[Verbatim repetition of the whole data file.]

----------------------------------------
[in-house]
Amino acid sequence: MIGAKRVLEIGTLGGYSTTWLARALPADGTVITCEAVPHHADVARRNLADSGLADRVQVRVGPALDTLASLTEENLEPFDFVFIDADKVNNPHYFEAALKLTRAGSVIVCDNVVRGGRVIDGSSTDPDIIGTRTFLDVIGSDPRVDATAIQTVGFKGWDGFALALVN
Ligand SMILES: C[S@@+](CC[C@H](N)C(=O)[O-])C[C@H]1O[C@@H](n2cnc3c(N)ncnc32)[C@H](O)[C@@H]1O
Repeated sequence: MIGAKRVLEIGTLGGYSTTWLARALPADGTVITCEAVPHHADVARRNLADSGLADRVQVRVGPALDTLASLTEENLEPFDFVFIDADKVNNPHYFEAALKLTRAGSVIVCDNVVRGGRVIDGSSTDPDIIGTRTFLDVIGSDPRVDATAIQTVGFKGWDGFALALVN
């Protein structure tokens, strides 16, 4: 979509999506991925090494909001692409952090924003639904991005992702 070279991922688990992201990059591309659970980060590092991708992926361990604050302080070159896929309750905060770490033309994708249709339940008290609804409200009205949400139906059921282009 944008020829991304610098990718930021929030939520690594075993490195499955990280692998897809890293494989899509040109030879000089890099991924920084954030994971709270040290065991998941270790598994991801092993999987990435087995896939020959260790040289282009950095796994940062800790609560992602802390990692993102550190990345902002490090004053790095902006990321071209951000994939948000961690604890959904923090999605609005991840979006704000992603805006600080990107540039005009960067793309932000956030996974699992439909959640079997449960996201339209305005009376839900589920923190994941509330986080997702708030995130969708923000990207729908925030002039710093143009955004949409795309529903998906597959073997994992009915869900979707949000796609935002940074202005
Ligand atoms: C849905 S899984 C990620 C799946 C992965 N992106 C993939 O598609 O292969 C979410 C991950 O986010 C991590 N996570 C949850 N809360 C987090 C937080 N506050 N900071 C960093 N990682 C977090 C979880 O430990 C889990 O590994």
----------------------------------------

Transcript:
[in-house]
Amino acid sequence: MIGAKRVLEIGTLGGYSTTWLARALPADGTVITCEAVPHHADVARRNLADSGLADRVQVRVGPALDTLASLTEENLEPFDFVFIDADKVNNPHYFEAALKLTRAGSVIVCDNVVRGGRVIDGSSTDPDIIGTRTFLDVIGSDPRVDATAIQTVGFKGWDGFALALVN
Ligand SMILES: C[S@@+](CC[C@H](N)C(=O)[O-])C[C@H]1O[C@@H](n2cnc3c(N)ncnc32)[C@H](O)[C@@H]1O
Repeated sequence: MIGAKRVLEIGTLGGYSTTWLARALPADGTVITCEAVPHHADVARRNLADSGLADRVQVRVGPALDTLASLTEENLEPFDFVFIDADKVNNPHYFEAALKLTRAGSVIVCDNVVRGGRVIDGSSTDPDIIGTRTFLDVIGSDPRVDATAIQTVGFKGWDGFALALVN
């Protein structure tokens, strides 16, 4: 979509999506991925090494909001692409952090924003639904991005992702 070279991922688990992201990059591309659970980060590092991708992926361990604050302080070159896929309750905060770490033309994708249709339940008290609804409200009205949400139906059921282009 944008020829991304610098990718930021929030939520690594075993490195499955990280692998897809890293494989899509040109030879000089890099991924920084954030994971709270040290065991998941270790598994991801092993999987990435087995896939020959260790040289282009950095796994940062800790609560992602802390990692993102550190990345902002490090004053790095902006990321071209951000994939948000961690604890959904923090999605609005991840979006704000992603805006600080990107540039005009960067793309932000956030996974699992439909959640079997449960996201339209305005009376839900589920923190994941509330986080997702708030995130969708923000990207729908925030002039710093143009955004949409795309529903998906597959073997994992009915869900979707949000796609935002940074202005
Ligand atoms: C849905 S899984 C990620 C799946 C992965 N992106 C993939 O598609 O292969 C979410 C991950 O986010 C991590 N996570 C949850 N809360 C987090 C937080 N506050 N900071 C960093 N990682 C977090 C979880 O430990 C889990 O590994």